Siskin Children’s Institute

http://www.siskin.org/downloads/FactsonCognitiveImpairment.pdf Provides a reference and fact sheet on the condition.

What are some special books I can read with my child?

Books for children:

Someone Special Just Like You by Tricia Brown. This book shows children with disabilities actively playing and learning. This book is for children who are — or think and act like — 3 or 4 years old.

Don’t Call Me Special by Pat Thomas and Lesley Harker. This book shows kids how to deal with others with disabilities. It explores emotional issues behind disabilities and how they affect families. This book is appropriate for preschool children through kindergarten.

A Boy Called Hopeless by David Merton. This story about a brain-injured boy who isn’t like everyone else helps siblings understand their brother’s or sister’s situation. Children become familiar with treatment and learn how the child with a disability feels.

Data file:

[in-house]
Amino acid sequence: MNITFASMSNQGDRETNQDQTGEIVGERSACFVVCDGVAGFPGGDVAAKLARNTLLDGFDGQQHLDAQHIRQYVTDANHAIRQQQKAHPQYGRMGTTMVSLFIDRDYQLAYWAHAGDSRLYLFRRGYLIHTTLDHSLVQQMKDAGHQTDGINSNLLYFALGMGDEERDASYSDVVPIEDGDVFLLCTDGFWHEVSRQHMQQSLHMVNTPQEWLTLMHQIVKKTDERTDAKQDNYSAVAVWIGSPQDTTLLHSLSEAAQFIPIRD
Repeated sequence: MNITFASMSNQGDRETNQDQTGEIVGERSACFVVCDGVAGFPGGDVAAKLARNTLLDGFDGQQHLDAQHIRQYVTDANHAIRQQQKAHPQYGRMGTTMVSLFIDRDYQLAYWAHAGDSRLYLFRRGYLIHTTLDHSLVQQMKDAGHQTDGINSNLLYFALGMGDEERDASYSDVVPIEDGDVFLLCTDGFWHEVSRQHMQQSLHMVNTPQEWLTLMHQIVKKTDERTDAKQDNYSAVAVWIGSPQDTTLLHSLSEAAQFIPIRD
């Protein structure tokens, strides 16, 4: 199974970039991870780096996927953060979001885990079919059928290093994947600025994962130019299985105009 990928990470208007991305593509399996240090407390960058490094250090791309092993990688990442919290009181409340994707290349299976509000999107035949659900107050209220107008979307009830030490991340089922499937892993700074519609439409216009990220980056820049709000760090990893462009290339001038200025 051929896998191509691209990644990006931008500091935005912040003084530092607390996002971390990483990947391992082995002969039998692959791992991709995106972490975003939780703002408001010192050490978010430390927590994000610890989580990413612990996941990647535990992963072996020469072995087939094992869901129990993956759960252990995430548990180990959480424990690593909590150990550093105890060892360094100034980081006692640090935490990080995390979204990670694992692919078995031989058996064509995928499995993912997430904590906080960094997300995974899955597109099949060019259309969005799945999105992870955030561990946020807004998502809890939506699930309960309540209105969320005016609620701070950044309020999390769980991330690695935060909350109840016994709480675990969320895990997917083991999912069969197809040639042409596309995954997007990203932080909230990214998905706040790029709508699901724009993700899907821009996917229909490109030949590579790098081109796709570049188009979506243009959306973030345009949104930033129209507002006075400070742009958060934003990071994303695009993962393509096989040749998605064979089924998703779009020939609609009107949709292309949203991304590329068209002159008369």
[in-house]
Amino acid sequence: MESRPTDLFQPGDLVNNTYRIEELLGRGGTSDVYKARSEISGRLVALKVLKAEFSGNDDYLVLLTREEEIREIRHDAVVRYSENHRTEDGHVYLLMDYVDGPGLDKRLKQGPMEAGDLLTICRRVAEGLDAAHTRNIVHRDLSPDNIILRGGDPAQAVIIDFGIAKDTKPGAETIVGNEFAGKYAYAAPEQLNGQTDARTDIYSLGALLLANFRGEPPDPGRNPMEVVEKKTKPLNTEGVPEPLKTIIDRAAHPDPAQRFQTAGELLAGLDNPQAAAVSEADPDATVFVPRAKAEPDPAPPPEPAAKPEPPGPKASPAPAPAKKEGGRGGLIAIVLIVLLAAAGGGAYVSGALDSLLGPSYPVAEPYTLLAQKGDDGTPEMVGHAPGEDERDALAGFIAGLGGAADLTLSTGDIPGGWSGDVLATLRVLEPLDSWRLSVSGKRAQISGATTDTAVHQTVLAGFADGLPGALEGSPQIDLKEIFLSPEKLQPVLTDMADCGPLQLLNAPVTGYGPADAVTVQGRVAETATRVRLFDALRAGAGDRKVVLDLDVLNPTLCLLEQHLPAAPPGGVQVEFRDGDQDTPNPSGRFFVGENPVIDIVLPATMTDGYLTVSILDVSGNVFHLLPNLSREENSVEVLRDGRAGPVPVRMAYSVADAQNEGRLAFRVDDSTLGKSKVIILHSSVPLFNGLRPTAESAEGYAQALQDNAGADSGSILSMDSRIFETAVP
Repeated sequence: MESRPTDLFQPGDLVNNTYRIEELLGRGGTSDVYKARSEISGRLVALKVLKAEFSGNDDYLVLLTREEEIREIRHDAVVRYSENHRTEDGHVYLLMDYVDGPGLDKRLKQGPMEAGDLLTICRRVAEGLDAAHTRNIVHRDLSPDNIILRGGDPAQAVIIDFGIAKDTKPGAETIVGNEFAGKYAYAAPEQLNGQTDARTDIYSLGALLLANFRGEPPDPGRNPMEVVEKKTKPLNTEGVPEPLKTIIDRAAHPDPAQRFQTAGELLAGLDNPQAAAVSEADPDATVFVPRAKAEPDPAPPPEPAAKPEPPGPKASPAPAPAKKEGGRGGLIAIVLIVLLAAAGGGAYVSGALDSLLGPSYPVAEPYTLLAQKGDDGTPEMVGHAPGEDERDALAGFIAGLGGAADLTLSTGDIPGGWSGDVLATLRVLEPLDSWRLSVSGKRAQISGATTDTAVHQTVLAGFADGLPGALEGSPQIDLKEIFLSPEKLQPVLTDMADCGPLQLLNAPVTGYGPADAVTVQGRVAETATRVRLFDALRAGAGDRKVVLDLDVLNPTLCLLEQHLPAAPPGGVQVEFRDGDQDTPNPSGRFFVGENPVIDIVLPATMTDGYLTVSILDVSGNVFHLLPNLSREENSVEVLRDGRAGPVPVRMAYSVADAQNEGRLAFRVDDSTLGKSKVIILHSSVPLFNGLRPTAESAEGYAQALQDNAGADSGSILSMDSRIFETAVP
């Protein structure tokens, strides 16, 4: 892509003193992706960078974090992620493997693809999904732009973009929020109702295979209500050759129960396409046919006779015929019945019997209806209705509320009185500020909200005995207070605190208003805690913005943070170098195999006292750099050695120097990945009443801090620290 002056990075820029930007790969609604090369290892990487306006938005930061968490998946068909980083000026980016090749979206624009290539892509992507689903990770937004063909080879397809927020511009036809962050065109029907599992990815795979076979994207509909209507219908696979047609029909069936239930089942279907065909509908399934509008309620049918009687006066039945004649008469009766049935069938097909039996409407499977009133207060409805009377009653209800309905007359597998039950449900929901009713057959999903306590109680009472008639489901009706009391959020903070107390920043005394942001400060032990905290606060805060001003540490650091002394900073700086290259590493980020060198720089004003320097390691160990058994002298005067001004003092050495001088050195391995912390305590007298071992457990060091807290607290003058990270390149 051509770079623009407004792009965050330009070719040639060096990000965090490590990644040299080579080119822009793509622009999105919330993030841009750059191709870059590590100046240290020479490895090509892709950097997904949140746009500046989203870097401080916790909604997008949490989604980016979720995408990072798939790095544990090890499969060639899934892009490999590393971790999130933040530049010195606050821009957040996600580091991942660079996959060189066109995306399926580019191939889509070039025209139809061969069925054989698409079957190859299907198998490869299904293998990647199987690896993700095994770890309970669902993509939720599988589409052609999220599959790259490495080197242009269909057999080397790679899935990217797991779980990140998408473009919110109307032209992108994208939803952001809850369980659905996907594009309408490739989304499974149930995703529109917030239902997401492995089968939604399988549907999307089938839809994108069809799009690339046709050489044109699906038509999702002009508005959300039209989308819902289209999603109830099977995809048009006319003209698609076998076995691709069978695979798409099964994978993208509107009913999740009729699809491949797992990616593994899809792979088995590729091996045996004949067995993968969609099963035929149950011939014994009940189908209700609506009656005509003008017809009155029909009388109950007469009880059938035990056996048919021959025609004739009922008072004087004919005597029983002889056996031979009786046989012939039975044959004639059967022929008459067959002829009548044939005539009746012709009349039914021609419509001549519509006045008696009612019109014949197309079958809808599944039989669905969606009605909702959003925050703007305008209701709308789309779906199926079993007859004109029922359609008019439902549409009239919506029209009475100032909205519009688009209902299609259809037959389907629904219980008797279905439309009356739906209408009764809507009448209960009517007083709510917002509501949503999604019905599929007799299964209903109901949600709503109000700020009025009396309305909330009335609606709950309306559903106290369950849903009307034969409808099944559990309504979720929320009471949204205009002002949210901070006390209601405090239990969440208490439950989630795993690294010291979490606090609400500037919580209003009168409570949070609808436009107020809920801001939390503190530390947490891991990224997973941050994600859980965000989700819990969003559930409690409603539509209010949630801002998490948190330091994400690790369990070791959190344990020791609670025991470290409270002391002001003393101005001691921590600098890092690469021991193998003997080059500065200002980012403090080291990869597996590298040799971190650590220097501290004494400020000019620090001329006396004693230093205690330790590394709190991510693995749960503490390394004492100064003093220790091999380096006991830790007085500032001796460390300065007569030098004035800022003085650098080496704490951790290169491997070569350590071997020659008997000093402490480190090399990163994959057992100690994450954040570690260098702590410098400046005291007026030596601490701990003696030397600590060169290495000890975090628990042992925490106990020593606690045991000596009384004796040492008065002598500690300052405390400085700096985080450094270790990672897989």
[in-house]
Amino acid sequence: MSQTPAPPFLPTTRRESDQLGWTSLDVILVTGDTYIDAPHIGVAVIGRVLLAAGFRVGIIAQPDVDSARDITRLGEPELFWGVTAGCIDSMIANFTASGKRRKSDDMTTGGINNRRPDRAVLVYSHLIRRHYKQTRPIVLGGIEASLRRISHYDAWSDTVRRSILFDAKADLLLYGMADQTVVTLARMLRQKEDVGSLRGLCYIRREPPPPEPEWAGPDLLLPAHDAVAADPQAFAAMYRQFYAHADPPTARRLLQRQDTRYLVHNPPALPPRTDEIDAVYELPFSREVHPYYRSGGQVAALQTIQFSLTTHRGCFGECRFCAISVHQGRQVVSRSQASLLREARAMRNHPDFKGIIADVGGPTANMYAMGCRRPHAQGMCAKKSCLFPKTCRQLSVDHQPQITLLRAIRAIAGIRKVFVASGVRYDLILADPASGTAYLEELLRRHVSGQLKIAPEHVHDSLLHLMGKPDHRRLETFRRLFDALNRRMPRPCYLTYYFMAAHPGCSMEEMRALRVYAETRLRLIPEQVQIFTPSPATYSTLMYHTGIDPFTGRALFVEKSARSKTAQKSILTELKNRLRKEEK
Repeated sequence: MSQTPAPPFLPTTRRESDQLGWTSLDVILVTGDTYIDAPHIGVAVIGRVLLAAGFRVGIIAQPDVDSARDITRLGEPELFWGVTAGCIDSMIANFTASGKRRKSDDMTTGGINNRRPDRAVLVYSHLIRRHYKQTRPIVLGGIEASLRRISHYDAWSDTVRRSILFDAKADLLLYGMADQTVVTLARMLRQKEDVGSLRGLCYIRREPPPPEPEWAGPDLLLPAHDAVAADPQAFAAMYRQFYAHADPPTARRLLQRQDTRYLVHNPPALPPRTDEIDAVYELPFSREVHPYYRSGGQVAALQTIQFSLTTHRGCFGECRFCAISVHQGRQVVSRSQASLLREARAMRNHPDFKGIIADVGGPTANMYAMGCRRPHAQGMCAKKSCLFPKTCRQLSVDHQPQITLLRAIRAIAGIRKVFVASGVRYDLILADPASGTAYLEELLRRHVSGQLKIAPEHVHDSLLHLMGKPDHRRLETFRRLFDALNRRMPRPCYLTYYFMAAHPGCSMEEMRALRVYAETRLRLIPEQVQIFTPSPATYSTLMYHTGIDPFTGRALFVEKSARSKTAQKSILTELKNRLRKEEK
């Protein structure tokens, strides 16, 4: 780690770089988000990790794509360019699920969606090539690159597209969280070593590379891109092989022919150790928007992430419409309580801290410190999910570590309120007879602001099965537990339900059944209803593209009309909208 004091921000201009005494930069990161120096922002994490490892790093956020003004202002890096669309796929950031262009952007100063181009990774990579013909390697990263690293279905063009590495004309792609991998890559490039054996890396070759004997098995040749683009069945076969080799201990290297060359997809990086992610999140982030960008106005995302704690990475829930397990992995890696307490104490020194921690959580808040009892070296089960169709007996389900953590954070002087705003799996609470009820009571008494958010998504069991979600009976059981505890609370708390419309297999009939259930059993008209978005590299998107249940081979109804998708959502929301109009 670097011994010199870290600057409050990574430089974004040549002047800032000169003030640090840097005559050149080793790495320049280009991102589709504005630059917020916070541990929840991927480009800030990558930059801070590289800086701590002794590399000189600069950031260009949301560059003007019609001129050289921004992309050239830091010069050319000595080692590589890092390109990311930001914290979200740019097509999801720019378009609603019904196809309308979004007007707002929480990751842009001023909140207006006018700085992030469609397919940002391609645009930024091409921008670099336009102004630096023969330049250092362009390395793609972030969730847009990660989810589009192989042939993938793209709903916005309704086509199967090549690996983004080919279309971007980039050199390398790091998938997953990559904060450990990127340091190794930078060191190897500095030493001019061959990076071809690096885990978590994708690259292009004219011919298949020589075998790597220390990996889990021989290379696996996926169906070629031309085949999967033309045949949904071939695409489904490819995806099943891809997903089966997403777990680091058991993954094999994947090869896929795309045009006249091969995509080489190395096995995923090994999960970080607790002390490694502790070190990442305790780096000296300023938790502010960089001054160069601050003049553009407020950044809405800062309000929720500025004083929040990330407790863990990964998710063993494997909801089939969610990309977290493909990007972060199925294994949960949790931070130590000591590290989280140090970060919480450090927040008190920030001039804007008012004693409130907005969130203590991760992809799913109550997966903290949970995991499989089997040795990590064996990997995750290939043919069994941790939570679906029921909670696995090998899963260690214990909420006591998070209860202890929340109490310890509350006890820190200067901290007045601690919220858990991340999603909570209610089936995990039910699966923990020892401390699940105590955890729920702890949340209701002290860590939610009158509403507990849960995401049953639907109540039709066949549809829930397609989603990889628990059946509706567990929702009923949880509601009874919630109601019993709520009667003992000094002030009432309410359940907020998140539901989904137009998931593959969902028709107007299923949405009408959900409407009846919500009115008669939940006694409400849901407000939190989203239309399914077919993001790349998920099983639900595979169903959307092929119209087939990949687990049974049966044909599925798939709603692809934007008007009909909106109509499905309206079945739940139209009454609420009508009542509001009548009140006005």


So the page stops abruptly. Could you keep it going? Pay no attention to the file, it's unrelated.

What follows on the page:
What’s Wrong with Timmy? By Maria Shriver. Kate knew something was wrong with Timmy because he didn’t play or talk the same as anyone else. After Kate’s mom introduced her to Timmy, a friendship began. This book teaches children about other children with disabilities and shows how a great friendship lived on between these two children. It will help children become more comfortable with the topic of disabilities. (Ages 4-10)

Books for parents:

Understanding Mental Retardation by Patricia Ainsworth and Pamela C. Baker. This book explores the challenges that people with mental retardation face in everyday life and shows ways to get around those challenges. It includes ways to help families with a child with mental retardation. This book also describes services and explains legal issues in a clear way. It includes causes and common forms of mental retardation along with a list of government resources for families.

The Mental Retardation and Developmental Disability Treatment Planner by Arthur E. Jongsma Jr., Kellye Slaggart, and David J. Berghuis. This book includes all of the planning necessary for a treatment for someone with mental retardation. The book talks about common problems, such as jealousy among siblings, parenting and other family conflicts. This book also includes possible health issues that could occur. For each degree of mental retardation, the book lays out short- and long-term goals and therapies to reach these goals.